1: Make sure that the hash browns are indeed thawed. If you add them frozen, they’ll be very mushy. In fact you may want to try partially cooking them first if you want a more crispy texture.
2: If you use pre-packaged crescent rolls or croissant dough, the “Grands” (large) size rolls will make a thicker crust. I prefer the regular size. My personal advice would be to stick with plain ones also. If you go with buttery flavor, etc… you’re going to have really greasy crust that tastes like pure butter. We did regular and it was still a bit too close to that for me. My next experiment will be using Phyllo dough instead. There are several options a creative cook can play around with here,including making croissant dough from scratch.
3: As with any recipe, you can always adjust the seasoning. The original is not much salt and pepper, but it’s easier to add later than to take away after too much has been added. I personally like about double the parm cheese in the recipe also. It would be easy to throw some bacon or turkey bacon in the mix also. As a final note, I used 6 eggs, not 5 with no adjustments to cooking time (done in 30 minutes).
Regardless of whether you do it the easy way above or get closer to cooking from scratch, this is a hearty, flavorful meal that should easily feed a family of four. It only took 2 slices to make me full.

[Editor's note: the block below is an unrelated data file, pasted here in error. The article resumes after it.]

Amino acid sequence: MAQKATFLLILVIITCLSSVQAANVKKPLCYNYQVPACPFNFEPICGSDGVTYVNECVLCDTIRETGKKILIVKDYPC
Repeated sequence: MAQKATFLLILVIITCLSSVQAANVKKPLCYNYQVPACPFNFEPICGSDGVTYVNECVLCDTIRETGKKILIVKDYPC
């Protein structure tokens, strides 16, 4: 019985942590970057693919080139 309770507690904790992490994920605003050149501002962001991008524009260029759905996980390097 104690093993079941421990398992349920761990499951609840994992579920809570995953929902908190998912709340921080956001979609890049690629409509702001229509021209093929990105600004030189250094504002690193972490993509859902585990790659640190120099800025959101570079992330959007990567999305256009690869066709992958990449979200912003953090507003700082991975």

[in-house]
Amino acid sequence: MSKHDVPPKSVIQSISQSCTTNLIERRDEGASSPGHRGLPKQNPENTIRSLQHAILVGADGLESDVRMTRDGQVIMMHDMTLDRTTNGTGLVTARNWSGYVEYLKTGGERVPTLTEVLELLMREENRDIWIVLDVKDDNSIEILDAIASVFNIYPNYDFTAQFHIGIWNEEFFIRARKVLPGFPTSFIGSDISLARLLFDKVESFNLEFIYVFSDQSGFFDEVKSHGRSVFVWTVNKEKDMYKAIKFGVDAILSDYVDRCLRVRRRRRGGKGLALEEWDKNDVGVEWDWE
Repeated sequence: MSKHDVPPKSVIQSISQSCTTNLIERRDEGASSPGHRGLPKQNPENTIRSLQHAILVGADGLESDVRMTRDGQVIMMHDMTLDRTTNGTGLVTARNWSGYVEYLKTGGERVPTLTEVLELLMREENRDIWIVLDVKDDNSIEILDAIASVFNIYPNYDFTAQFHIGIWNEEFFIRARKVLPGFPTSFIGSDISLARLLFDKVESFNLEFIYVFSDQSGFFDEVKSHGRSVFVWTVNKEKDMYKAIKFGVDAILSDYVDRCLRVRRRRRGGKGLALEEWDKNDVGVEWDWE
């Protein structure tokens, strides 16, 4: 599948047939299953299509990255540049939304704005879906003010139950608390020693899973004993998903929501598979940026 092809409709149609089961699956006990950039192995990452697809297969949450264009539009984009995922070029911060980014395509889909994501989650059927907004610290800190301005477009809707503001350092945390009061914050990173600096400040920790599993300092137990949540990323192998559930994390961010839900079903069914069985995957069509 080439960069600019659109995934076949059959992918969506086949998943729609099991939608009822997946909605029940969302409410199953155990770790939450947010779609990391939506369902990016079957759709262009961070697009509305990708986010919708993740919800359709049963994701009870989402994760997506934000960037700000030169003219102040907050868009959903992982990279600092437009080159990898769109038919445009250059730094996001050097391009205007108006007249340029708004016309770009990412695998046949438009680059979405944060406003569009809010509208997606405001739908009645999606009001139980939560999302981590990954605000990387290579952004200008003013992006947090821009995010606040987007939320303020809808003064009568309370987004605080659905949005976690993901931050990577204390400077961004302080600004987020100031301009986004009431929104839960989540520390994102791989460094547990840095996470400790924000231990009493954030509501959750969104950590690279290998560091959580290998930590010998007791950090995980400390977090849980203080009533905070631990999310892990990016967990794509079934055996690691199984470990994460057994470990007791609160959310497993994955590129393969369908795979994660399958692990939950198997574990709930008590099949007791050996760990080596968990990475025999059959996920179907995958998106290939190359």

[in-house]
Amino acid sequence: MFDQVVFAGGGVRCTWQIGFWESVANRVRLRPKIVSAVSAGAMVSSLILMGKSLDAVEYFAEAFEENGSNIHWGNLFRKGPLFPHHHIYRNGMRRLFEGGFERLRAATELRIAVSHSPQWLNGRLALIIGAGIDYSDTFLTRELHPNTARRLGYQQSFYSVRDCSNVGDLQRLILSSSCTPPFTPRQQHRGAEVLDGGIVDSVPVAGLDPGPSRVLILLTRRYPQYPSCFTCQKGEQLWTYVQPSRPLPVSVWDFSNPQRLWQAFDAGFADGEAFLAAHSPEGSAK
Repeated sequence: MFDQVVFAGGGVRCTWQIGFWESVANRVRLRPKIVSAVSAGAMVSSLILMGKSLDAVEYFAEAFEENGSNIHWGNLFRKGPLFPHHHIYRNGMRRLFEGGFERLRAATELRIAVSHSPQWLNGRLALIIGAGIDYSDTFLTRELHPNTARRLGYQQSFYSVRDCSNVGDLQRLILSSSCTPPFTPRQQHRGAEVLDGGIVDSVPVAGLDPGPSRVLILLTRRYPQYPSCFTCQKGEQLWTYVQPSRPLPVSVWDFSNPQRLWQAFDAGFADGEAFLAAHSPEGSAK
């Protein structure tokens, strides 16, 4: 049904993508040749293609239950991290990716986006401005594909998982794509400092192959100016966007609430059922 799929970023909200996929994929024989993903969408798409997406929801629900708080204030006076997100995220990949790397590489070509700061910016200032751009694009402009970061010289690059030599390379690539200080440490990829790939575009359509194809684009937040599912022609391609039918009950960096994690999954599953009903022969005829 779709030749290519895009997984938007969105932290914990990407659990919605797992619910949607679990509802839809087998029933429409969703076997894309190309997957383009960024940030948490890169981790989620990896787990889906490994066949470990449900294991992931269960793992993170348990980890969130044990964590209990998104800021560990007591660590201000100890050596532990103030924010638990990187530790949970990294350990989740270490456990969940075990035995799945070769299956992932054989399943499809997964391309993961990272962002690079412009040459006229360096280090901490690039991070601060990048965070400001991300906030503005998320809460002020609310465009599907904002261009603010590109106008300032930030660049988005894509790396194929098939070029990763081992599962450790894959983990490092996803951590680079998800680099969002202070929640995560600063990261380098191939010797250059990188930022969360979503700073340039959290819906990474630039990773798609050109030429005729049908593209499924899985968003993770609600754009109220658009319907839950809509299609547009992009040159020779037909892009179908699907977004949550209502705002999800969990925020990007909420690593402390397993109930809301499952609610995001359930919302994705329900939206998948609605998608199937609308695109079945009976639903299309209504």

A quick apology to those on the metric system also. The measurement conversions should be fairly easy for you to look up online though.
After a few heavy posts, I decided to do something lighter and do a food post. In the US, “breakfast bowls” have become popular at the grocery store. Eggs with cheese, potato and some sort of meat (usually mystery meat, lol) all in a bowl that can be microwaved and ready to eat in a minute or two.
I came up with the idea before those ever hit the market, and yes as my headline indicates, the idea was born out of my inability to fold an egg and make a proper omelet, LOL.
Not exactly sexy or refined, but it’s a relatively easy breakfast or (more often here) breakfast for dinner. Eggs, cheese (typically Cheddar – and not Re-Farmer’s cat of that name 😀 ), sausage and hash browns
There’s a couple of tricks to get this to turn out correctly.
First I add a bit of milk to the eggs and then thoroughly mix them in a food processor. Great flavor and fluffiness that way. 🙂
Next is combining things. I start the eggs then add in the shredded cheese. After the eggs are mostly solid, I add in the sausage. That way any remaining grease doesn’t ruin the eggs. As a note here, I cook the sausage and then let it drain on a paper towel covered plate to reduce the greasiness. The hash browns go in right as the eggs are finishing. That keeps the eggs from making the hash browns soggy.
One of these days, I’ll buy a couple cartons of eggs and learn to make proper omelets and crepes. In the mean time, here you have a hearty and rustic meal all in one. 🙂 I actually call them ‘scrambles’ not omelets also, hehe.
ADDENDA: I forgot. I also cut the tater tots in half before adding to the eggs so that they’re more “bite sized” with egg and sausage also on the fork. If you’re dainty, you may even want to quarter them after cooking.